Within the NA premotor neurons receive a high number of axosomatic 5-HT contacts, and the 5-HT contacts surrounding neurons in the NA are among the most dense in the brainstem (19). 5-HT fibers also specifically surround CVNs, which have been described as “ensheathed in 5-HT immunoreactive axonal boutons” (20). 5-HT may act on different receptor subtypes including 5-HT3 receptors, which have been shown to play an important role in cardiovascular regulation. Intravenous administration of 5-HT evokes a reflex bradycardia and hypotension via 5-HT3 receptor activation (21–23). In the nucleus tractus solitarii (NTS), activation of 5-HT3 receptors blocks the chemoreflex bradycardia and inhibits both baroreflex and Bezold –Jarisch reflex responses (24–27). In the dorsal vagal motor nucleus, another brainstem site that contains CVNs, activation of 5-HT3 receptors mediates excitation of CVNs (28, 29). Furthermore, 5-HT3 receptors are involved in physiological responses to hypoxia in the peripheral nerve system. Hypoxia elicits 5-HT secretion from intact neuroepithelial body cells, presumed airway chemoreceptors, via positive feedback activation of 5-HT3 autoreceptors (30). In the brainstem, 5-HT3 receptors mediate excitation of CVNs post hypoxia-hypercapnia (31). However, it remains unknown if 5-HT3 receptors are involved in the central cardio-respiratory responses evoked by hypoxia alone.
Here we studied the role of excitatory neurotransmission, including 5-HT3 signaling, to CVNs in central cardiorespiratory responses to hypoxia. More specifically, the relative role of 5-HT3, glutamate, and purinergic receptors were examined before, during, and inrecovery from hypoxia.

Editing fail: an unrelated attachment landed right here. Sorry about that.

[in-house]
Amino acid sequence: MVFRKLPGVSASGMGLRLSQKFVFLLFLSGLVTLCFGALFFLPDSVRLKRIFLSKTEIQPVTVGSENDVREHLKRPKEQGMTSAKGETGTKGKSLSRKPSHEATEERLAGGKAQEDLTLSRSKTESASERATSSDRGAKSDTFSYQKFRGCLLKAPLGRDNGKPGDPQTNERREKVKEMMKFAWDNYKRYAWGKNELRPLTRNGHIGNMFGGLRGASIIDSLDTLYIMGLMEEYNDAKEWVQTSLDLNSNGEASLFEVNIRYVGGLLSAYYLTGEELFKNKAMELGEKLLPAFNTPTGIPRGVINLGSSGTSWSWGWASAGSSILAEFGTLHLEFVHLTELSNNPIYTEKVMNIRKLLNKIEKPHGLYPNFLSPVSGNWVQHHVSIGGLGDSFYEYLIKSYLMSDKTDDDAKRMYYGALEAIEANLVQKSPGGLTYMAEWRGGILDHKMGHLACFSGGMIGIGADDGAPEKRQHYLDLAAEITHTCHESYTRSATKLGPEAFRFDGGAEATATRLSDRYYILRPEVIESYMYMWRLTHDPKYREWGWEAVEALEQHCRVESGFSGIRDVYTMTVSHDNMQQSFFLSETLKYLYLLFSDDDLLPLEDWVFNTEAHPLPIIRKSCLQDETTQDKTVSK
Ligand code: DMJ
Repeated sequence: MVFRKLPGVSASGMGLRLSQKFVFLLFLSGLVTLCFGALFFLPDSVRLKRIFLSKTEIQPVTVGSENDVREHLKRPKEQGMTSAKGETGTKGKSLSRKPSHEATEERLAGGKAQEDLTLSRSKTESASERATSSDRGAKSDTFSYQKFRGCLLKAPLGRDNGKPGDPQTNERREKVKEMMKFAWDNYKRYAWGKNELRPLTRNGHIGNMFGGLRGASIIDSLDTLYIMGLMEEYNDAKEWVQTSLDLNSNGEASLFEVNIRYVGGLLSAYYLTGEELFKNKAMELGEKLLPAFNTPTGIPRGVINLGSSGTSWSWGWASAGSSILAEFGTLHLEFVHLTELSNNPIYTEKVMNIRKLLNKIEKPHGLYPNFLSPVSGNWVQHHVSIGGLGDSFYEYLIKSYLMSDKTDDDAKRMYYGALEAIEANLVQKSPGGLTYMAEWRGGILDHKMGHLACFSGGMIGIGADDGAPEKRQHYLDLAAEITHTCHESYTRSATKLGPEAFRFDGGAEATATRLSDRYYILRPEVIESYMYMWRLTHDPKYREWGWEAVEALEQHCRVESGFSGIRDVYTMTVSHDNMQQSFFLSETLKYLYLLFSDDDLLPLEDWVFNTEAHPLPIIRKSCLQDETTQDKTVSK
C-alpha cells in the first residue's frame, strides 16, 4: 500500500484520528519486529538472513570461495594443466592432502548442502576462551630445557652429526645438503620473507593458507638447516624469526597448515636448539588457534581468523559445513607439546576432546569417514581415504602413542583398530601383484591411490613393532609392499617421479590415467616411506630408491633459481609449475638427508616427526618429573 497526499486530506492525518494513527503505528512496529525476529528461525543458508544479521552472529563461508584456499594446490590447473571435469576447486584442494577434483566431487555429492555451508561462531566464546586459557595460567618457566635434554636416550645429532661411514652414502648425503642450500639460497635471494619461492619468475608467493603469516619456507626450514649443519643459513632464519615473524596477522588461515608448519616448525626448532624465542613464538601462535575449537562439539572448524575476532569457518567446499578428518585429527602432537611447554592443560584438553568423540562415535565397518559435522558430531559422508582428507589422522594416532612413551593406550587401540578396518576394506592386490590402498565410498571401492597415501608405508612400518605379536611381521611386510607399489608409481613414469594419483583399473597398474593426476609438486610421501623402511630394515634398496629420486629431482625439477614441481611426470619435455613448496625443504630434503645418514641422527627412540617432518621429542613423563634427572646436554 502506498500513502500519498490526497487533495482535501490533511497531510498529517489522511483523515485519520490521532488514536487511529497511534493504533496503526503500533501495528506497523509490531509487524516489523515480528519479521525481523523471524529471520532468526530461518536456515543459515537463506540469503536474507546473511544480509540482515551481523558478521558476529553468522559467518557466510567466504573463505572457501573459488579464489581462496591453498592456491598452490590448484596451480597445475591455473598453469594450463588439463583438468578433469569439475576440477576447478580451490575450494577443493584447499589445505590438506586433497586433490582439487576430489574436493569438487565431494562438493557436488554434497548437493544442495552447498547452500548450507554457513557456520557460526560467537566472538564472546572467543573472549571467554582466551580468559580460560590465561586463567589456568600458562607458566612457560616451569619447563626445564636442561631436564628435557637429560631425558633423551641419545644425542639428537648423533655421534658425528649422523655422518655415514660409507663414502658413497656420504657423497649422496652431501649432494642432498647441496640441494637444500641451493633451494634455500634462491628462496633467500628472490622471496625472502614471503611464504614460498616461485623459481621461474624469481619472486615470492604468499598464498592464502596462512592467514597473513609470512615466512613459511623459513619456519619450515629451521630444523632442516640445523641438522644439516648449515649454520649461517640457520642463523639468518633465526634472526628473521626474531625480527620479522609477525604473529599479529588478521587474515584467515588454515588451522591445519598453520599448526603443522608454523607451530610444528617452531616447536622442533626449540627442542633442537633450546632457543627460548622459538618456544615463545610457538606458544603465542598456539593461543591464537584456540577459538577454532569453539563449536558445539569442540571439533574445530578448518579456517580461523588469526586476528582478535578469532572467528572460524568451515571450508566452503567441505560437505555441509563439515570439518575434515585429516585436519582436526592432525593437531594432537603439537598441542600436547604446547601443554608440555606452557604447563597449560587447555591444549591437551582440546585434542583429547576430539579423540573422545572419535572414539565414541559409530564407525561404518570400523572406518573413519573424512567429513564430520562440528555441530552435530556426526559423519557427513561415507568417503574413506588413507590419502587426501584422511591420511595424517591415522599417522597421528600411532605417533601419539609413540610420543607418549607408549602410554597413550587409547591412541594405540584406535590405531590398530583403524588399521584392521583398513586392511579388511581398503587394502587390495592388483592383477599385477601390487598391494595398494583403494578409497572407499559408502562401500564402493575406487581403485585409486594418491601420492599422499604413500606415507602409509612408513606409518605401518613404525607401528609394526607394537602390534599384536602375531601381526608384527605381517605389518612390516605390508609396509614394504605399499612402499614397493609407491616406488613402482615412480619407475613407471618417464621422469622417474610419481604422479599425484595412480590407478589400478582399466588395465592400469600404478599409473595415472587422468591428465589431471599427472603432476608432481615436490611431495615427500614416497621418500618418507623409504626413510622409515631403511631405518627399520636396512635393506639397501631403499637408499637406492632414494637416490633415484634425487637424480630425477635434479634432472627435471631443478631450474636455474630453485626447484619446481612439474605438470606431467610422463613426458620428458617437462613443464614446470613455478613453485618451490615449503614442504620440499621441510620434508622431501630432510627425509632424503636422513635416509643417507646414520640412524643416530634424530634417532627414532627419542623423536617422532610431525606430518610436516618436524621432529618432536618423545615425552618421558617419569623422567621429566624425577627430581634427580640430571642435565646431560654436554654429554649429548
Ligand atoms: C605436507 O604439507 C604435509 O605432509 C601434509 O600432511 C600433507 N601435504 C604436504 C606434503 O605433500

To identify cardiac vagal neurons in vitro, a two-stage procedure was utilized. In an initial surgery, Sprague–Dawley rats (postnatal days 2–6; Hilltop, Scottdale, PA, USA) were anesthetized with hypothermia and received a right thoracotomy. 0.05 mL of 1–5% rhodamine (XRITC, Molecular Probes) was injected into the pericardial sac to retrogradely label CVNs. The location and identification of these neurons, particularly in juxtaposition to other cholinergic neurons in the NA, was previously described (32). Specificity of the cardiac vagal labeling was confirmed by the absence of any labeled neurons in the brainstem when rhodamine is injected either outside the pericardial sac or within the pericardial sac if the cardiac branch of the vagus nerve is sectioned (n = 4). Recent work demonstrated this method identifies cardiac vagal neurons localized in the external formation of the NA (32). In other control experiments (n = 10), i.v. injection of up to 10 mg of rhodamine failed to label any neurons in the medulla except for rare labeling of neurons in the area postrema, an area with a deficient blood–brain barrier. On the day of experiment (2–4 days later), the animals were anesthetized with isoflurane and sacrificed by rapid cervical dislocation. The brain was submerged in cold (4°C) buffer composed of 140 mM NaCl, 5 mM KCl, 2 mM CaCl2, 5 mM glucose, and 10 mM Hepes and continually gassed with 100% O2. A single slice of the medulla (800-μm thickness) that included CVNs, the rostral hypoglossal nucleus and rootlets and the pre-Botzinger complex was obtained and submerged in a recording chamber, which allowed perfusion (5–10 mL/min) of ACF at room temperature (24–25°C) containing 125 mM NaCl, 3 mM KCl, 2 mM CaCl2, 26 mM NaHCO3, 5 mM glucose, and 5 mM Hepes equilibrated with carbogen (95% O2 and 5% CO2, pH 7.4). All animal procedures were performed in compliance with the institutional guidelines at George Washington University and are in accordance with the recommendations of the Panel on Euthanasia of the American Veterinary Medical Association and the National Institutes of Health publication Guide for the Care and Use of Laboratory Animals. All efforts were made to minimize the number of animals used and their suffering.